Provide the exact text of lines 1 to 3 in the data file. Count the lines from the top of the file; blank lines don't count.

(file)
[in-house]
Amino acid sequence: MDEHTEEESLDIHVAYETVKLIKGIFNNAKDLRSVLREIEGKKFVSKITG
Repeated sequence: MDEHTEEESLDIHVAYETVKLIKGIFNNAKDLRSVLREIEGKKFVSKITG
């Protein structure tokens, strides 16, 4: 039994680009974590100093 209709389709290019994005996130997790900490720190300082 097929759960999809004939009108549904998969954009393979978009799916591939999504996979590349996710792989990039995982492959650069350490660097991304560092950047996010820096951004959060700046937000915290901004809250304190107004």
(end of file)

[in-house]
Amino acid sequence: MDEHTEEESLDIHVAYETVKLIKGIFNNAKDLRSVLREIEGKKFVSKITG
Repeated sequence: MDEHTEEESLDIHVAYETVKLIKGIFNNAKDLRSVLREIEGKKFVSKITG